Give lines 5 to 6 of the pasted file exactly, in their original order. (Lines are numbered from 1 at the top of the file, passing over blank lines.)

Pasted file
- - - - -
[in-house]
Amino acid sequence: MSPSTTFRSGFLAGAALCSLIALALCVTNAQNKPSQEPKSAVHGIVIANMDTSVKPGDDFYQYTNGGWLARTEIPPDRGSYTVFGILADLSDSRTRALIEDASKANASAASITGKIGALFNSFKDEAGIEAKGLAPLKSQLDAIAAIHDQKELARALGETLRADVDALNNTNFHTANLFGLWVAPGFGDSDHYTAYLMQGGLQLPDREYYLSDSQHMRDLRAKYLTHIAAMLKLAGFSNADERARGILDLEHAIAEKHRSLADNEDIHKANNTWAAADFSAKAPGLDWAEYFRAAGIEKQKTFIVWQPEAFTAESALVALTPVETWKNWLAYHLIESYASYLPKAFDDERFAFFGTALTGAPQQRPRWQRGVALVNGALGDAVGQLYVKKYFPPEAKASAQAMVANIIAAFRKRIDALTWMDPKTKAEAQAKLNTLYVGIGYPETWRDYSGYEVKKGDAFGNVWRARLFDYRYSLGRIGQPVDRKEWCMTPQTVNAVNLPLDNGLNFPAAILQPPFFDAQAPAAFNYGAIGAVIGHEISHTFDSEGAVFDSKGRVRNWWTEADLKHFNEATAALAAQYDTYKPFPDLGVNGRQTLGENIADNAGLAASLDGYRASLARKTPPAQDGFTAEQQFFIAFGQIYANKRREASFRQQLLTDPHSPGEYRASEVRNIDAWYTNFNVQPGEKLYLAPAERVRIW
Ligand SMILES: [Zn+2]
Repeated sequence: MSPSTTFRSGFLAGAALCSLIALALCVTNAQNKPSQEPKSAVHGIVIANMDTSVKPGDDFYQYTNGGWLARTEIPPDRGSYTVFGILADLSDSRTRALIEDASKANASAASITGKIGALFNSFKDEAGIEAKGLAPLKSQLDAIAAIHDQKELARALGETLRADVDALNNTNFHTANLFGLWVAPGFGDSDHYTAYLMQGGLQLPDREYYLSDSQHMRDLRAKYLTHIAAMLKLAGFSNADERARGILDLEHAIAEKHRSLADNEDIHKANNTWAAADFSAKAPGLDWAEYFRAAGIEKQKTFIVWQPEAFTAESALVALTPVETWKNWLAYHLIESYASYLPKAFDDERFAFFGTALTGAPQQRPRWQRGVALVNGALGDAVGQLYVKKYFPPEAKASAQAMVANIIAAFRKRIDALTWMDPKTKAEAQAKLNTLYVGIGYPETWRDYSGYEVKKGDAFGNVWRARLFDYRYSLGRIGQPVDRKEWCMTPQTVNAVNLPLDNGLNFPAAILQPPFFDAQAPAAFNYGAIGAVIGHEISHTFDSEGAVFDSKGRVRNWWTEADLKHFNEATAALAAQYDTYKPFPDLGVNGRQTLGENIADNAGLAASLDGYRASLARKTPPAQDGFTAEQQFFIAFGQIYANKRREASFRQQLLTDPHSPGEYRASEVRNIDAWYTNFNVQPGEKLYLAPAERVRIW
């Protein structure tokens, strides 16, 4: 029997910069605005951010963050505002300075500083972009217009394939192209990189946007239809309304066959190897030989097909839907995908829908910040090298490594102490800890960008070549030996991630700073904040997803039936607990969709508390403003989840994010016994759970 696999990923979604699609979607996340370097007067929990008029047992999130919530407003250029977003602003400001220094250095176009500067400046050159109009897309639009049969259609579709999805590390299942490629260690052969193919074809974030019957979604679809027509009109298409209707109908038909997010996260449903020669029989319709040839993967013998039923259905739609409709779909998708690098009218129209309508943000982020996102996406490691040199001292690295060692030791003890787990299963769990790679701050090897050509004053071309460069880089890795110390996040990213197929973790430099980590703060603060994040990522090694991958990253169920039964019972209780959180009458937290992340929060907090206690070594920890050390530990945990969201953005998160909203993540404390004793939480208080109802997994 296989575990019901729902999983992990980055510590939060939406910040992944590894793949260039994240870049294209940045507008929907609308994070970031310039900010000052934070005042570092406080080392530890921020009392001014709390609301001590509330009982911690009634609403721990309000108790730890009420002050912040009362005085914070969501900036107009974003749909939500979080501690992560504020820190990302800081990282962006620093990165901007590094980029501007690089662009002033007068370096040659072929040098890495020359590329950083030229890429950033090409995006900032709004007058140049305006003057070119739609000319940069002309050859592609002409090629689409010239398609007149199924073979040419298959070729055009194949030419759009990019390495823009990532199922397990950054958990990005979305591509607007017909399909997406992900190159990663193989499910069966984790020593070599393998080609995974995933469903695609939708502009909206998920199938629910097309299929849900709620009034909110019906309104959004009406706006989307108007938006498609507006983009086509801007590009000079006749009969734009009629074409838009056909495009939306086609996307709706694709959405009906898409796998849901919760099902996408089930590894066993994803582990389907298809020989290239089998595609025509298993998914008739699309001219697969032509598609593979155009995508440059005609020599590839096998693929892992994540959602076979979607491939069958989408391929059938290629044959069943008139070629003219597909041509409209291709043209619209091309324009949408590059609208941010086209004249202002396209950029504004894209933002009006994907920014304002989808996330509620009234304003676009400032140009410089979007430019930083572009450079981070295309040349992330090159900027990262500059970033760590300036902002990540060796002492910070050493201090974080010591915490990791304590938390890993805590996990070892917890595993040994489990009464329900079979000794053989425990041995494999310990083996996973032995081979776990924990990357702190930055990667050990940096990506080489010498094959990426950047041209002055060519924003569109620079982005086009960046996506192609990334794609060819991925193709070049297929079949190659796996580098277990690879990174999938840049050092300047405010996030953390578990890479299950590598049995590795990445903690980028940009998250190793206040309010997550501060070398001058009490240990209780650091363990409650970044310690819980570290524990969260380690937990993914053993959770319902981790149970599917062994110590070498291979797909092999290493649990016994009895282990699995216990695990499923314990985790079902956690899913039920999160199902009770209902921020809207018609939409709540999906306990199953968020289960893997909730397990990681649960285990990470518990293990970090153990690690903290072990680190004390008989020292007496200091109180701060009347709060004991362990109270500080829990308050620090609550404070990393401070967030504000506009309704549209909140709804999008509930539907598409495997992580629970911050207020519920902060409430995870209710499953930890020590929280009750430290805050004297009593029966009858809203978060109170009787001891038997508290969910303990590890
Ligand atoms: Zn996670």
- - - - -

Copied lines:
């Protein structure tokens, strides 16, 4: 029997910069605005951010963050505002300075500083972009217009394939192209990189946007239809309304066959190897030989097909839907995908829908910040090298490594102490800890960008070549030996991630700073904040997803039936607990969709508390403003989840994010016994759970 696999990923979604699609979607996340370097007067929990008029047992999130919530407003250029977003602003400001220094250095176009500067400046050159109009897309639009049969259609579709999805590390299942490629260690052969193919074809974030019957979604679809027509009109298409209707109908038909997010996260449903020669029989319709040839993967013998039923259905739609409709779909998708690098009218129209309508943000982020996102996406490691040199001292690295060692030791003890787990299963769990790679701050090897050509004053071309460069880089890795110390996040990213197929973790430099980590703060603060994040990522090694991958990253169920039964019972209780959180009458937290992340929060907090206690070594920890050390530990945990969201953005998160909203993540404390004793939480208080109802997994 296989575990019901729902999983992990980055510590939060939406910040992944590894793949260039994240870049294209940045507008929907609308994070970031310039900010000052934070005042570092406080080392530890921020009392001014709390609301001590509330009982911690009634609403721990309000108790730890009420002050912040009362005085914070969501900036107009974003749909939500979080501690992560504020820190990302800081990282962006620093990165901007590094980029501007690089662009002033007068370096040659072929040098890495020359590329950083030229890429950033090409995006900032709004007058140049305006003057070119739609000319940069002309050859592609002409090629689409010239398609007149199924073979040419298959070729055009194949030419759009990019390495823009990532199922397990950054958990990005979305591509607007017909399909997406992900190159990663193989499910069966984790020593070599393998080609995974995933469903695609939708502009909206998920199938629910097309299929849900709620009034909110019906309104959004009406706006989307108007938006498609507006983009086509801007590009000079006749009969734009009629074409838009056909495009939306086609996307709706694709959405009906898409796998849901919760099902996408089930590894066993994803582990389907298809020989290239089998595609025509298993998914008739699309001219697969032509598609593979155009995508440059005609020599590839096998693929892992994540959602076979979607491939069958989408391929059938290629044959069943008139070629003219597909041509409209291709043209619209091309324009949408590059609208941010086209004249202002396209950029504004894209933002009006994907920014304002989808996330509620009234304003676009400032140009410089979007430019930083572009450079981070295309040349992330090159900027990262500059970033760590300036902002990540060796002492910070050493201090974080010591915490990791304590938390890993805590996990070892917890595993040994489990009464329900079979000794053989425990041995494999310990083996996973032995081979776990924990990357702190930055990667050990940096990506080489010498094959990426950047041209002055060519924003569109620079982005086009960046996506192609990334794609060819991925193709070049297929079949190659796996580098277990690879990174999938840049050092300047405010996030953390578990890479299950590598049995590795990445903690980028940009998250190793206040309010997550501060070398001058009490240990209780650091363990409650970044310690819980570290524990969260380690937990993914053993959770319902981790149970599917062994110590070498291979797909092999290493649990016994009895282990699995216990695990499923314990985790079902956690899913039920999160199902009770209902921020809207018609939409709540999906306990199953968020289960893997909730397990990681649960285990990470518990293990970090153990690690903290072990680190004390008989020292007496200091109180701060009347709060004991362990109270500080829990308050620090609550404070990393401070967030504000506009309704549209909140709804999008509930539907598409495997992580629970911050207020519920902060409430995870209710499953930890020590929280009750430290805050004297009593029966009858809203978060109170009787001891038997508290969910303990590890
Ligand atoms: Zn996670």